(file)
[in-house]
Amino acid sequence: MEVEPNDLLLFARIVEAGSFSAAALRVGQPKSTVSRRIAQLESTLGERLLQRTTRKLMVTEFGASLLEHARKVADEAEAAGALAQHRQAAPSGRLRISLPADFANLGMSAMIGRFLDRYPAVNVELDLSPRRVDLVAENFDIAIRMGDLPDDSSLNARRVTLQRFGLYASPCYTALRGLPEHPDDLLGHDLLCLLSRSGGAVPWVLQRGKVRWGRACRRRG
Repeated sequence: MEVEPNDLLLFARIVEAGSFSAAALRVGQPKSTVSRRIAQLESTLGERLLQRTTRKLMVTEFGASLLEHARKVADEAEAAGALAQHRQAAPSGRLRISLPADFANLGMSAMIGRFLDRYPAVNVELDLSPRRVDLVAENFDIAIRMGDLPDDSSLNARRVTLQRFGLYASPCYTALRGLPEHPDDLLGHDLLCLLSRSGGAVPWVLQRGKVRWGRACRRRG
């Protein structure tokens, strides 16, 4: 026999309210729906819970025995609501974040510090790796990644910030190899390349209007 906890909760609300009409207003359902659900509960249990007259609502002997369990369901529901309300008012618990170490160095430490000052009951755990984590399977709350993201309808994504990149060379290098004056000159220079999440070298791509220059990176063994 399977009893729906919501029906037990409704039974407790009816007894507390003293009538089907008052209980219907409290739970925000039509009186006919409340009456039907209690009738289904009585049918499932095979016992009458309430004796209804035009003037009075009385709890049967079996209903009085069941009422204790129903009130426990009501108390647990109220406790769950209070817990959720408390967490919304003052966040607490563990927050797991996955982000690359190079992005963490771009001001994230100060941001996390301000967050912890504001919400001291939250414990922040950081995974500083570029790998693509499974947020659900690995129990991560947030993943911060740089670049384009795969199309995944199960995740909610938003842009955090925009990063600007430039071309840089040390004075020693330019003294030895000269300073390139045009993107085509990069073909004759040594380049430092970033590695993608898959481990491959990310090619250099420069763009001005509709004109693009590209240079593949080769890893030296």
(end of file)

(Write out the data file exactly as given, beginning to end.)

[in-house]
Amino acid sequence: MEVEPNDLLLFARIVEAGSFSAAALRVGQPKSTVSRRIAQLESTLGERLLQRTTRKLMVTEFGASLLEHARKVADEAEAAGALAQHRQAAPSGRLRISLPADFANLGMSAMIGRFLDRYPAVNVELDLSPRRVDLVAENFDIAIRMGDLPDDSSLNARRVTLQRFGLYASPCYTALRGLPEHPDDLLGHDLLCLLSRSGGAVPWVLQRGKVRWGRACRRRG
Repeated sequence: MEVEPNDLLLFARIVEAGSFSAAALRVGQPKSTVSRRIAQLESTLGERLLQRTTRKLMVTEFGASLLEHARKVADEAEAAGALAQHRQAAPSGRLRISLPADFANLGMSAMIGRFLDRYPAVNVELDLSPRRVDLVAENFDIAIRMGDLPDDSSLNARRVTLQRFGLYASPCYTALRGLPEHPDDLLGHDLLCLLSRSGGAVPWVLQRGKVRWGRACRRRG
């Protein structure tokens, strides 16, 4: 026999309210729906819970025995609501974040510090790796990644910030190899390349209007 906890909760609300009409207003359902659900509960249990007259609502002997369990369901529901309300008012618990170490160095430490000052009951755990984590399977709350993201309808994504990149060379290098004056000159220079999440070298791509220059990176063994 399977009893729906919501029906037990409704039974407790009816007894507390003293009538089907008052209980219907409290739970925000039509009186006919409340009456039907209690009738289904009585049918499932095979016992009458309430004796209804035009003037009075009385709890049967079996209903009085069941009422204790129903009130426990009501108390647990109220406790769950209070817990959720408390967490919304003052966040607490563990927050797991996955982000690359190079992005963490771009001001994230100060941001996390301000967050912890504001919400001291939250414990922040950081995974500083570029790998693509499974947020659900690995129990991560947030993943911060740089670049384009795969199309995944199960995740909610938003842009955090925009990063600007430039071309840089040390004075020693330019003294030895000269300073390139045009993107085509990069073909004759040594380049430092970033590695993608898959481990491959990310090619250099420069763009001005509709004109693009590209240079593949080769890893030296």